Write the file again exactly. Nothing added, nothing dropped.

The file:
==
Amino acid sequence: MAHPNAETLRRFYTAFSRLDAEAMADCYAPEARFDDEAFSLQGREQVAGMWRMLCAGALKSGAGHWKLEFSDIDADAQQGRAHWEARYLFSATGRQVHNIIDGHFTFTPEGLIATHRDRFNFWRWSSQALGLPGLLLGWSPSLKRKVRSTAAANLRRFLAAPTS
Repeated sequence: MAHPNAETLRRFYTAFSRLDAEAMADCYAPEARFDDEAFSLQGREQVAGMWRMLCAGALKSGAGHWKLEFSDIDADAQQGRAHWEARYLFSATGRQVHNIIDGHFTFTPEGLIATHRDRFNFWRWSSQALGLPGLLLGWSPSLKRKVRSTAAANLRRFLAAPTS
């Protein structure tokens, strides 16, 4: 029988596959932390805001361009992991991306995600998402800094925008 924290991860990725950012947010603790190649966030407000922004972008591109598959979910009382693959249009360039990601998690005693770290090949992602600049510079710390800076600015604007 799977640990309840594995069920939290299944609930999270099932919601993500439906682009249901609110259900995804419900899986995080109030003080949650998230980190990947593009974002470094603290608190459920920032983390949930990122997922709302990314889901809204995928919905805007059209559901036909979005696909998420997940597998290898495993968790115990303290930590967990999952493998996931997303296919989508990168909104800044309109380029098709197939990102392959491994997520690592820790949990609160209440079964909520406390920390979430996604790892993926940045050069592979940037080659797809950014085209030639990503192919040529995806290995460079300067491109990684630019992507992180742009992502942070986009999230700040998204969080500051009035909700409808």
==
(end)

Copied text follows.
Amino acid sequence: MAHPNAETLRRFYTAFSRLDAEAMADCYAPEARFDDEAFSLQGREQVAGMWRMLCAGALKSGAGHWKLEFSDIDADAQQGRAHWEARYLFSATGRQVHNIIDGHFTFTPEGLIATHRDRFNFWRWSSQALGLPGLLLGWSPSLKRKVRSTAAANLRRFLAAPTS
Repeated sequence: MAHPNAETLRRFYTAFSRLDAEAMADCYAPEARFDDEAFSLQGREQVAGMWRMLCAGALKSGAGHWKLEFSDIDADAQQGRAHWEARYLFSATGRQVHNIIDGHFTFTPEGLIATHRDRFNFWRWSSQALGLPGLLLGWSPSLKRKVRSTAAANLRRFLAAPTS
């Protein structure tokens, strides 16, 4: 029988596959932390805001361009992991991306995600998402800094925008 924290991860990725950012947010603790190649966030407000922004972008591109598959979910009382693959249009360039990601998690005693770290090949992602600049510079710390800076600015604007 799977640990309840594995069920939290299944609930999270099932919601993500439906682009249901609110259900995804419900899986995080109030003080949650998230980190990947593009974002470094603290608190459920920032983390949930990122997922709302990314889901809204995928919905805007059209559901036909979005696909998420997940597998290898495993968790115990303290930590967990999952493998996931997303296919989508990168909104800044309109380029098709197939990102392959491994997520690592820790949990609160209440079964909520406390920390979430996604790892993926940045050069592979940037080659797809950014085209030639990503192919040529995806290995460079300067491109990684630019992507992180742009992502942070986009999230700040998204969080500051009035909700409808």